International

France Looks To Create Its Own Home Booking Platform

Paris apartments

France is set to launch another battle in its war with giant U.S.-based homesharing businesses.

This time, the French government said, it plans to team up with the country's tourism industry to build an internet site whose ultimate goal is to grab customers away from the likes of Airbnb and Booking Holdings.

A Bloomberg report said the move is part of the country’s stimulus funding related to the COVID-19 pandemic.

France, a top travel destination, is looking to revive its tourism traffic as countries around the globe seek to emerge from pandemic shutdowns. Such Parisian sites as the Eiffel Tower, the Left Bank and the now fired-damaged Cathedral of Notre Dame are of course world famous — and help fuel the tourism ecosystem of hotels, restaurants and cafes.

And the tourism business has been hard hit by the pandemic.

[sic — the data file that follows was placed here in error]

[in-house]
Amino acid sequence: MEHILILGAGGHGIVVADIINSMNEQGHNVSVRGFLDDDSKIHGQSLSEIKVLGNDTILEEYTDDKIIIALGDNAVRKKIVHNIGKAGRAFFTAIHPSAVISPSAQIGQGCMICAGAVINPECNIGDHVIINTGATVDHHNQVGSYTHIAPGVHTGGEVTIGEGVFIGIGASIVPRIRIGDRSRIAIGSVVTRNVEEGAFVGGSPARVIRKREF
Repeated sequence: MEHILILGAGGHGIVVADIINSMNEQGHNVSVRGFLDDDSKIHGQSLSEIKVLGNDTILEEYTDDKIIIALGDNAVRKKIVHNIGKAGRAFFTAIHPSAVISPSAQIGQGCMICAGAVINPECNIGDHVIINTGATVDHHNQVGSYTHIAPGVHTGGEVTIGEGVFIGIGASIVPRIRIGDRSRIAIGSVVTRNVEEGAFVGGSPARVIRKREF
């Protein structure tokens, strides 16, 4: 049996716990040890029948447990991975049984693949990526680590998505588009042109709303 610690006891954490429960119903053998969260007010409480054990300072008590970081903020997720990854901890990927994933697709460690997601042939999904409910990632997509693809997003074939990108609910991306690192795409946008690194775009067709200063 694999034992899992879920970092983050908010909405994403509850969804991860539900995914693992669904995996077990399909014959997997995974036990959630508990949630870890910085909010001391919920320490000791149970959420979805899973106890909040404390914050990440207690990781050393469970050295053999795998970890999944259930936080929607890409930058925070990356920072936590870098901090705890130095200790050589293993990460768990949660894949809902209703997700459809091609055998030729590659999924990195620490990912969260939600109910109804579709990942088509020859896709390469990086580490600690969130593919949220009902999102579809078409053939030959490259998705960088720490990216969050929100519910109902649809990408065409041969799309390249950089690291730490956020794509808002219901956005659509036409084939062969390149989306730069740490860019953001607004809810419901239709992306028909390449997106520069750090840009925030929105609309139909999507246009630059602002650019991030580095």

One aim of the new home-rental website is to “regain” a tighter link with tourists, Eric Lombard, the head of French state-controlled financial institution Caisse des Depots & Consignation, said on French TV.

The platform will be made with the French government and the tourism industry, Lombard said. It will take “numerous” months to build to make it worthwhile, he said.

Airbnb has been fighting with the French government over such issues as providing data to tax authorities.

As reported in this space, the French market is worth $2 billion for the company. Airbnb charges up to 20 percent on rentals — and its bookings in France have been rising.

Also, a European court’s “guidance” could put a crimp in Airbnb’s business on the continent. In this case, Parisian officials were looking to protect the housing stock from being turned into short-term, Airbnb-style rentals.

And the Court of Justice of the European Union gave a nonbinding opinion in favor of the Parisian regulations.

The French case was brought by the owners of two studio apartments in Paris who had not gotten permission to turn their apartments into “short-stay furnished accommodation on the Airbnb platform,” the court said.

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